Lydia Ko rolling toward history on LPGA Tour
The pressure from playing in the first major of the year is clearly getting to Lydia Ko.
The 17-year-old sensation already is the youngest golfer, male or female, to be ranked No. 1. She has finished in the top 10 in her last 10 starts on the LPGA Tour, including two victories. She has broken par in 28 consecutive rounds, one short of the record set by Annika Sorenstam in 2004.
As she made her way around Mission Hills for her first practice round at the ANA Inspiration, swing coach David Leadbetter heard a peculiar sound from his teenage pupil.
She was humming a children’s song.
“The wheels on the train go ‘round and ’round,” Leadbetter said Tuesday, laughing at the latest example that Ko is not bothered by much in life and in golf.
The song she chose was not lost on him, either.
The train keeps chugging along, all the parts moving in beautiful rhythm, no evidence that it’s about to jump the tracks. More than an efficient swing is a clear mind that makes Leadbetter forget she is still 17.
Ko has such an even temperament that when Leadbetter saw her Monday morning for a practice round, the first thing Ko told him was how great it was that Cristie Kerr won the Kia Classic the day before. In the final event before the first major of the year, Kerr and Ko were tied for the lead midway through the back nine when Ko stopped making birdie putts. She didn’t mention that part.
“Most players would be complaining about how they should have holed a couple of more putts,” Leadbetter said. “She’s different. Every other player I’ve known or have observed has this intensity. She’s intense, but she also has a humble side. She doesn’t lose her head. I told her, ‘You can’t be this calm. Go throw a ball in the pond.’”
That’s what led Leadbetter to jokingly say, “We sent her to anger management school so she could learn how to get angry.”
Then again, there hasn’t been much to get under Ko’s skin.
She has yet to miss the cut in her 48 events on the LPGA Tour. That includes 15 starts as an amateur, and she won two of them, both at the Canadian Women’s Open.
Ko is a combined 90 under par during her streak of sub-par rounds that dates to the final round of the Lorena Ochoa Invitational. Sorenstam was 100 under when she ran off 29 straight rounds under par. That streak included two majors, and that’s what Ko is lacking.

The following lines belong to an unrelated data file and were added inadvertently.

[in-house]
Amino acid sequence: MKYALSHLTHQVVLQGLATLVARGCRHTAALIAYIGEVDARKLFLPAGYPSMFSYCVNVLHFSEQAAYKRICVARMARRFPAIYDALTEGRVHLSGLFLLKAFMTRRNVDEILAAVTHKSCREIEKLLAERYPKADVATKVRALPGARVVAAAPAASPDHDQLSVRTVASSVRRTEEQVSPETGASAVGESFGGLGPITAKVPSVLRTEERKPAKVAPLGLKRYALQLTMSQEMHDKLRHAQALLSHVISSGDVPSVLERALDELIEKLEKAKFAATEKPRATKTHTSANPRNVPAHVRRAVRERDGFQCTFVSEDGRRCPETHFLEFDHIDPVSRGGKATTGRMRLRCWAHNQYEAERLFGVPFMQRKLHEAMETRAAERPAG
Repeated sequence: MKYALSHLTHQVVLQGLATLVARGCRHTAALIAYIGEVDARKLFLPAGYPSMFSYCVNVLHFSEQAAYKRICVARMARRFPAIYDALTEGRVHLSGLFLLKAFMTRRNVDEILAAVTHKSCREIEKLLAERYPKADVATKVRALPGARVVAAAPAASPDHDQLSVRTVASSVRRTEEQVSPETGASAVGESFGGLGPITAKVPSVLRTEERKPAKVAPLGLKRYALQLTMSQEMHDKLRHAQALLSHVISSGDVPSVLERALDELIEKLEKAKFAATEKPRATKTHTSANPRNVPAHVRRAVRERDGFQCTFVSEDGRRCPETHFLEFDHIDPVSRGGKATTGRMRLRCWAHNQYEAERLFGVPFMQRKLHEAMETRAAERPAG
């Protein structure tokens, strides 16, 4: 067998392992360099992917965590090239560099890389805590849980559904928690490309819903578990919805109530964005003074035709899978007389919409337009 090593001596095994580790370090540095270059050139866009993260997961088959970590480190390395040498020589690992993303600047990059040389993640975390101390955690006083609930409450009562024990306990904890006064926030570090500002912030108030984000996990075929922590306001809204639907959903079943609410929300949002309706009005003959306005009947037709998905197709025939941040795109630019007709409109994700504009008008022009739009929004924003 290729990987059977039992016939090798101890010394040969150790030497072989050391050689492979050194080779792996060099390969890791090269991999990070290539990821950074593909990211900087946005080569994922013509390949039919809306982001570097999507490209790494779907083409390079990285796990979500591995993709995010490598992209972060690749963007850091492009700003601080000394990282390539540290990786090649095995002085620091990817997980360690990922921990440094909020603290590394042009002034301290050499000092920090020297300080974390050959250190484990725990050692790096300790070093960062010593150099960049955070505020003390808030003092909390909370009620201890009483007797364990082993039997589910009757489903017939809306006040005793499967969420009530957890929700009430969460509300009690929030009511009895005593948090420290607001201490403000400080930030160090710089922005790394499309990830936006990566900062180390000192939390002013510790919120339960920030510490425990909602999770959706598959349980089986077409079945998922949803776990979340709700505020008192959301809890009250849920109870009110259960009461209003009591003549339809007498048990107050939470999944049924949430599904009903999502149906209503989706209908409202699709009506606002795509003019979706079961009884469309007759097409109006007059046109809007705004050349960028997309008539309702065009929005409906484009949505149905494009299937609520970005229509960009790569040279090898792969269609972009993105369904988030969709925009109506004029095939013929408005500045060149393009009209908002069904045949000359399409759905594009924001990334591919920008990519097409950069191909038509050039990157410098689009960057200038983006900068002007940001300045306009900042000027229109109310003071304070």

This week is her next chance.
“That’s really what she’s missing at the moment,” Sorenstam said, pausing to remind herself of Ko’s age. “At that young age, you would think she’d be missing a lot more, but she’s certainly done a lot. ... I watch her play and she’s just very consistent in every area. I think the strongest part is between her ears. She just has this composure about her which she does so well under pressure. So that’s what it takes to be No. 1.”
It still hasn’t translated into the majors, although Ko has played only 10 of them — six as a pro. She was runner-up at the Evian Masters in 2013 as an amateur and finished third in the LPGA Championship last year. She has not cracked the top 25 in two starts at Mission Hills.
Lexi Thompson is the defending champion after winning a duel against Michelle Wie. Both are power players. Mission Hills tends to favor the long hitter, though Leadbetter was pleased to see the rough up at Mission Hills, which would put a slightly greater premium on accuracy.
Ko has added a draw to her repertoire, and Leadbetter said she hits it about 15 yards longer.
She doesn’t do anything exceptional, she just does everything very well. And what makes play older than her age is her mind.
“Her great strength is she doesn’t have any real weaknesses,” Leadbetter said. “When she gets into the heat of things, she goes on autopilot. Things don’t bother her.”
Without a major, or piling up more wins at an alarming rate, it will be difficult for Ko to stay at No. 1 because of the math involved in the ranking formula. At the moment, she is helped in the ranking by not having played as many tournaments as the other top players.
But it’s not as if Ko came along at the right time during a lull at the top of women’s golf. Inbee Park, who has won four of the last 10 majors, is No. 2 in the world. Stacy Lewis, the LPGA Tour player of the year last season, is No. 3.
“For her to continue, you need to have the hunger,” Sorenstam said. “The hunger to stay at the top, the hunger to keep on working, and the motivation to grind, and all the players are looking at you and trying to find flaws in your game or for you as a person and trying to pull you down.”
For now, the wheels keep going around and around.